Geek For E!

Movie Review – Rush (2013)

After the success of 2012’s Argo, studios were looking for more “based on a true story” 70’s period pieces. And why not go with what has to be one of the biggest rivalries in racing history – the story of Nikki Lauda and James Hunt – two F1 drivers that started in 1970 and escalated their rivalry into what some say is the most exciting Grand Prix in history in 1976.

Ron Howard directed a very compelling and intense movie surrounding the lives of Lauda (Daniel Bruhl) and Hunt (Chris Hemsworth). Both had different styles in life and in driving but what had started rough between the two ended in friendship years later.

Everyone’s driven by something.

Chris Hemsworth

Chris Hemsworth

Rush is told in two parts where part one is the first hour where both characters give narratives on their early lives in 1970 and we see who they started from F3 racers and gradually making their way to the racers they became by the mid-70’s. Part two is their lives as told in a straight forward linear fashion dealing with the events of 1976 and how their drive to succeed has gotten them to where they are.

James Hunt is a womanizing, drinking all night, playboy who likes to live life like he drives – fast and hard. Nikki Lauda thinks before he speaks, is calculates all he does, and follow the rules. Both were disowned by their families for wanting to race and not follow in their father’s footsteps. Realizing that getting far in F3 (a minor league to the Formula 1 racing or F1 as it’s called) isn’t as far as he’d like to go, Lauda invest money into an F1 team that is down on their luck. He teaches them how to make the cars faster and lighter and eventually becomes friends with that team’s driver Clay Regazzoni (Pierfrancesco Favino). Clay takes Lauda with him when Enzo Ferrari signs them to race for his team and cars.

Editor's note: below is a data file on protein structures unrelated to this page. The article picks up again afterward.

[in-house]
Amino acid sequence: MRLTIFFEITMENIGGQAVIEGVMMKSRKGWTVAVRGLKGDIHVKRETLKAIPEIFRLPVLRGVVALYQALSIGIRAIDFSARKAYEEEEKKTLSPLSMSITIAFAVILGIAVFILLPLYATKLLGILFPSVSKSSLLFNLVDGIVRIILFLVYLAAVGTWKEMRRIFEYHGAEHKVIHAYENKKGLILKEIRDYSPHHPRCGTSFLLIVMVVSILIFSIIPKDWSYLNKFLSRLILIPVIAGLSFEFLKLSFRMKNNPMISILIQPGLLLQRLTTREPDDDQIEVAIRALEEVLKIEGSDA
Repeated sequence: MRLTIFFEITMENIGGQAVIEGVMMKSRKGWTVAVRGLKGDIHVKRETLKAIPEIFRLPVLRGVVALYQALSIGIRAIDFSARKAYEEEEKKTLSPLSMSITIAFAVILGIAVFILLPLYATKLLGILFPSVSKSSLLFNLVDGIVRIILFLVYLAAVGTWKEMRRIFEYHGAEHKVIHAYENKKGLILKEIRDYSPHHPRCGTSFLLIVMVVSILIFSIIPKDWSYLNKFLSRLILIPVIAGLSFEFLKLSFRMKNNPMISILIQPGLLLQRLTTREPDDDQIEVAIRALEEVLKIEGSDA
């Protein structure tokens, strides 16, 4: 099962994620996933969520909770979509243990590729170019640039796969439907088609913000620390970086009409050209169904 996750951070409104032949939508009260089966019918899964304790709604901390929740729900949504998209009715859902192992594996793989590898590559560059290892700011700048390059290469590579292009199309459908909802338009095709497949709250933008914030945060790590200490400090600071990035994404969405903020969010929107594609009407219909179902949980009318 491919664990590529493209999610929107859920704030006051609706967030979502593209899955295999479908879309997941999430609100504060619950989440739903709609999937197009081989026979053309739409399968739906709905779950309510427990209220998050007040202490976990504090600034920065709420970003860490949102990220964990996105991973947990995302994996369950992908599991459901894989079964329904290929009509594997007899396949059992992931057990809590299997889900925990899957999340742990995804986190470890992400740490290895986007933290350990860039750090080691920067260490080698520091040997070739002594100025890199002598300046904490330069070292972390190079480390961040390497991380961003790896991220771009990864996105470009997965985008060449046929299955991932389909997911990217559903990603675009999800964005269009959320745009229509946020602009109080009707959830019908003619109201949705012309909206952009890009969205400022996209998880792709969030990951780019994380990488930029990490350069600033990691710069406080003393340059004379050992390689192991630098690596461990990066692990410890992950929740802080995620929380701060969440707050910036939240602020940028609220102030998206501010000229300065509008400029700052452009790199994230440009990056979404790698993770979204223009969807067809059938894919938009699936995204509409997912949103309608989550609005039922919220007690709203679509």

Hunt was driving for Hesketh and they moved their F3 team into the F1 terratory which was seen by the other drivers a party group that was just in it for the girls and the booze. Eventually Lord Hesketh (Christian McKay) realized that you need sponsors in order to survive the costs of F1 and since they didn’t meet the sponsor deadline, Hesketh closed their doors in 1975. Hunt eventually signed to drive with McLaren in 1976 and now was on “equal grounds” with Lauda allowing their rivalry to continue.

The gritty nature of Rush is shown via the cinematography as Cinematographer Anthony Dod Mantel (thank you IMDB for that pull) uses a washed out appearance on his colors giving everything an old look and feel. Both Dod Mantel and Howard have use POV to make you feel like you’re in the race (and not get you motion sick while doing this). You get an up close look into world of racing and it really adds to the experience.

This is an R-rated movie that has use of drugs, nudity, language, and one sequence of graphic injuries. Rush depicts the crash in 1976 at the German Grand Prix where Lauda was badly burned when his car swerved off the track due to heavy rain that had been hitting the area that day. Earlier in the day he tried to get a vote of the drivers to cancel the race and after Hunt managed to sway the group into keeping the race going, Lauda crashed because of a bad wheel jack that had jammed due to a dire change after the first lap. After six weeks away (and still badly scared), Lauda returned to race and both thanked and blamed Hunt for the return – as it was their rivalry that motivated him to return and get out of the hospital but also his chance to win the 1976 championship and repeat from his 1975 title.

Rush is a fast paced and intense movie that runs 2 hours in length but feels faster (pun intended).

I give this 4 out of 5 stars.

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